*47 Although the facts related above would not compel a finding of fraud or deception, reasonable men could find that there was promise of employment and of free instruction, when in fact these representations were nothing more than a fraudulent inducement for appellant to enter into a series of contracts for dancing lessons; that appellant was misled by these representations, which the studio had no intention of fulfilling; and that the conduct of appellee amounted to a scheme to defraud her of substantial sums. In our judgment the evidence and all reasonable inferences to be drawn therefrom in favor of appellant presented a prima facie case of fraud which required submission of her case to the jury.[5]

Reversed and remanded for a new trial.


[1] "Appellee" refers only to Arthur Murray School of Dancing. Education Service Associates, Inc., was assignee of the contract executed by appellant.

[2] See also Myers v. Gaither, D.C.App., 232 A.2d 577, decided August 10, 1967; Paylor v. Safeway Stores, Inc., D.C.App., 225 A.2d 312 (1967), and cases cited therein.

[3] See also Espaillat v. Berlitz Schools of Languages of America, Inc., D.C.App., 217 A.2d 655, 657 (1966). Further appeal allowed only on the issue of damages by order of the United States Court of Appeals for the District of Columbia Circuit. Rizzi v. Fanelli, D.C.Mun.App., 63 A.2d 872, 875 (1949). Cf. Cherner v. Hall, D.C.Mun.App., 161 A.2d 141 (1960).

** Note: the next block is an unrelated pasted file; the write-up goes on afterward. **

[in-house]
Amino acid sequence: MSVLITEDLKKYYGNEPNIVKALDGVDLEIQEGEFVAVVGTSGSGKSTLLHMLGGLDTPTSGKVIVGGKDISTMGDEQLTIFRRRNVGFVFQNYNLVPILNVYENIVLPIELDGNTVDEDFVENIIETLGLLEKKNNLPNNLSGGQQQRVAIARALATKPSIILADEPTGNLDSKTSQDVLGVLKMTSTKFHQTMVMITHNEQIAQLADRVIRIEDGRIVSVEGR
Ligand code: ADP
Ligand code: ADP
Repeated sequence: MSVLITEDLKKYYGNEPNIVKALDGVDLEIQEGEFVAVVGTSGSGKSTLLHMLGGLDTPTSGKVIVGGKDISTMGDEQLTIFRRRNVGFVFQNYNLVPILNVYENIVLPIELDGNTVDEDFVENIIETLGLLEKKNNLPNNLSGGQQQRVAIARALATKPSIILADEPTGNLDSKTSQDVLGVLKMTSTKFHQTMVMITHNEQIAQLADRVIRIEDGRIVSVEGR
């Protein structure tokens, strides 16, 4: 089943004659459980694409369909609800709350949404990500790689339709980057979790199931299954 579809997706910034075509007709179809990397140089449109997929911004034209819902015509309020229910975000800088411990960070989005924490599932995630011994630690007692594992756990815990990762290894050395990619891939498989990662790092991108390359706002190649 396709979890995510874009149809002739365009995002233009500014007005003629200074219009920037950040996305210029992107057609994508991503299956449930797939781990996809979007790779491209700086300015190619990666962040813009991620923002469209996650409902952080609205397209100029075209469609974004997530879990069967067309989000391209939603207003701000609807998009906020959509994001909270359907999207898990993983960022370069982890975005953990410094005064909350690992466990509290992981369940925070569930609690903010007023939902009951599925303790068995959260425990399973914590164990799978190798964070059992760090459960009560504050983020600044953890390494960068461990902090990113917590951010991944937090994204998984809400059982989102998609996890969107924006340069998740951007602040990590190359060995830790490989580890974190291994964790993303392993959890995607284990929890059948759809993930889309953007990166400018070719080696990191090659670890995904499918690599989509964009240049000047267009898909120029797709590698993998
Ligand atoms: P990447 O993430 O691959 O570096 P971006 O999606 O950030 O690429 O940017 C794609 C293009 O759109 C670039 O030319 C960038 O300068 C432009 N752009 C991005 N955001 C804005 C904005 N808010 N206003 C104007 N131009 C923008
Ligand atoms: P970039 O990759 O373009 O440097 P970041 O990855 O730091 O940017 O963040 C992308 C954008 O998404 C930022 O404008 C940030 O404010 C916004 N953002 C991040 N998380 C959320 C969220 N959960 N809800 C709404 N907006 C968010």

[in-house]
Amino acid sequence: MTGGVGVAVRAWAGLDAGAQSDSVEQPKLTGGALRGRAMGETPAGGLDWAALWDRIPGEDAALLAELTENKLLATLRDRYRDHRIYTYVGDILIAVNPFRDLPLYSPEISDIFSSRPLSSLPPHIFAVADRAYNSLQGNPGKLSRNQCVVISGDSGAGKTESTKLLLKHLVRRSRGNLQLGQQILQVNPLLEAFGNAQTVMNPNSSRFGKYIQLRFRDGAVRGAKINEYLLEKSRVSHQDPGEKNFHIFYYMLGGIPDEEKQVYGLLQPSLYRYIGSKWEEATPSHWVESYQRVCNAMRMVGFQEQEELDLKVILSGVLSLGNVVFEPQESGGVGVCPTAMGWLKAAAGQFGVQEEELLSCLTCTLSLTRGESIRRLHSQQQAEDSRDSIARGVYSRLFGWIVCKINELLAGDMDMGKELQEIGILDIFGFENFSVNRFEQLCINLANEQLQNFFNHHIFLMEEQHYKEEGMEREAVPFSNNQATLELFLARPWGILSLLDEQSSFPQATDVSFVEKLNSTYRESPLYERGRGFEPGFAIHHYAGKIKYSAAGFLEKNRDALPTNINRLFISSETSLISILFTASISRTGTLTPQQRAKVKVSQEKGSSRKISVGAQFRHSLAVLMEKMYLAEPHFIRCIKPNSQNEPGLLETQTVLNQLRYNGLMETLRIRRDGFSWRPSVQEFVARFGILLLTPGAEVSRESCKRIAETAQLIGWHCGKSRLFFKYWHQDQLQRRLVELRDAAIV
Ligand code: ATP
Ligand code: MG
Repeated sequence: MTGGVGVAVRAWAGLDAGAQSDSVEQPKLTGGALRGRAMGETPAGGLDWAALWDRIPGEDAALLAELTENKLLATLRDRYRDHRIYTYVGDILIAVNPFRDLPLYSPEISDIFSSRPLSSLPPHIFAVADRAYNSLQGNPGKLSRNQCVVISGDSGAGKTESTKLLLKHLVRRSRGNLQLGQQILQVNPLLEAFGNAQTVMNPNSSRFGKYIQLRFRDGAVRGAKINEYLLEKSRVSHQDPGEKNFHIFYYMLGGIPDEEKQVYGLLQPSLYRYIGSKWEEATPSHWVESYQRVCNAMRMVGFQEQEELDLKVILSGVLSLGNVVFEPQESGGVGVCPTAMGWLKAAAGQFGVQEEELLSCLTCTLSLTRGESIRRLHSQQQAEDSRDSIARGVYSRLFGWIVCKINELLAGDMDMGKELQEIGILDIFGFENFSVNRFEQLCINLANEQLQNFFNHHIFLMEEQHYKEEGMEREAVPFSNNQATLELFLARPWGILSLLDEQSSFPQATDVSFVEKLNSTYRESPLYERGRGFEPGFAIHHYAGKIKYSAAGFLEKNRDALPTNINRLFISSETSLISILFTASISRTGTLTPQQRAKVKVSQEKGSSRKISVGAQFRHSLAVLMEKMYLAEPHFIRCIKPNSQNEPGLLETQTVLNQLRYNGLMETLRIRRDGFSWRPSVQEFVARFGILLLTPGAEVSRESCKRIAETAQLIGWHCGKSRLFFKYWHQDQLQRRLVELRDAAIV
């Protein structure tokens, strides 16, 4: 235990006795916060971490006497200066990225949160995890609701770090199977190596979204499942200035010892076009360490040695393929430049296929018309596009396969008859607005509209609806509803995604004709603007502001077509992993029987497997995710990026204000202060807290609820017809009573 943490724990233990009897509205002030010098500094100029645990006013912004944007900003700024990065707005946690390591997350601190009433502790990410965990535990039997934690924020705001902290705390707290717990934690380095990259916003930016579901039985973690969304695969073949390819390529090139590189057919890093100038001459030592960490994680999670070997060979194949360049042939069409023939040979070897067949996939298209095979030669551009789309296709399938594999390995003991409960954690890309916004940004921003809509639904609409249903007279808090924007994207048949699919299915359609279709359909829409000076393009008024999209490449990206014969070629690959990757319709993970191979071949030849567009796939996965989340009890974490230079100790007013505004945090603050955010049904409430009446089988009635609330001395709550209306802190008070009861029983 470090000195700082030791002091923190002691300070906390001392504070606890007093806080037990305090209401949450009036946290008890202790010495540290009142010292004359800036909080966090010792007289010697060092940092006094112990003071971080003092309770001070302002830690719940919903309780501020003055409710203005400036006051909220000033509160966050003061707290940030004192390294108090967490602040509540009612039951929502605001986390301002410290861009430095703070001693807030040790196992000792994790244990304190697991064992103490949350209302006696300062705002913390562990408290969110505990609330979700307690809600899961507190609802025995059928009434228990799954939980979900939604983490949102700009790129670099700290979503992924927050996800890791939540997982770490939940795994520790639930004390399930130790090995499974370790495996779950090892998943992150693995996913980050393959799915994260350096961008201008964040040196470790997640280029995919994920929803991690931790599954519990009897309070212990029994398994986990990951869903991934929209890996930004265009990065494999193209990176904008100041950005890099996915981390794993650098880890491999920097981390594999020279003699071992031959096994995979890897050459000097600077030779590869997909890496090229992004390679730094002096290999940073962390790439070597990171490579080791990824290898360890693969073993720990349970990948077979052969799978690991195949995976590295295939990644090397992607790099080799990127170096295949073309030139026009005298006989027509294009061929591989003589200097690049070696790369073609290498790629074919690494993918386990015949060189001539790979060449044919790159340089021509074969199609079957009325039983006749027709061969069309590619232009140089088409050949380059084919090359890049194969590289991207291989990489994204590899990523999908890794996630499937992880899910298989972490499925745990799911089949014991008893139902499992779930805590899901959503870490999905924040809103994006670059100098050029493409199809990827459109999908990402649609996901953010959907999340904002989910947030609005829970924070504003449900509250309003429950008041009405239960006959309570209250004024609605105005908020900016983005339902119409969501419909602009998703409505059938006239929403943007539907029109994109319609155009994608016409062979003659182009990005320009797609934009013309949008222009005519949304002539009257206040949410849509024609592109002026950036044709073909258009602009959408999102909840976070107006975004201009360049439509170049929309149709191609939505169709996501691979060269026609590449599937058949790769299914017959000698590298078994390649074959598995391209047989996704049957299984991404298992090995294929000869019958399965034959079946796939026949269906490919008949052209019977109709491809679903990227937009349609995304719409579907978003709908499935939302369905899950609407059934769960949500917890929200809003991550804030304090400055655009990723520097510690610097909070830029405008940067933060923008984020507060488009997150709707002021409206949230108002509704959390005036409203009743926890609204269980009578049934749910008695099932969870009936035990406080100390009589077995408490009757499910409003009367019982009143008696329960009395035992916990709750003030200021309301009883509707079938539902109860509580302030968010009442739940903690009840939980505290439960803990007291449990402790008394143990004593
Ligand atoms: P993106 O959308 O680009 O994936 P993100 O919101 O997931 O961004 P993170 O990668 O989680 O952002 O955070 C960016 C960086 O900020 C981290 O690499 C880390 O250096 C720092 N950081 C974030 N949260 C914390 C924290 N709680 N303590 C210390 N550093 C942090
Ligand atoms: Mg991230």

[4] In her deposition taken before trial, appellee's president denied that the studio had ever advertised they would teach applicants to become dancing instructors.

[5] We do not reach the issue of whether the punitive damages claimed by appellant could properly be awarded. Although punitive damages are not favored in this jurisdiction, Brown v. Coates, 102 U.S.App.D.C. 300, 253 F.2d 36, 67 A.L.R.2d 943 (1958), they may be awarded if justified in the public interest for purposes of deterrent and warning. United Securities Corp. v. Franklin, D.C.Mun.App., 180 A.2d 505 (1962). When such justification exists, the award, if any, is within the discretion of the trier of fact under proper instruction. Cf. Riss & Co. v. Feldman, D.C.Mun.App., 79 A.2d 566 (1951).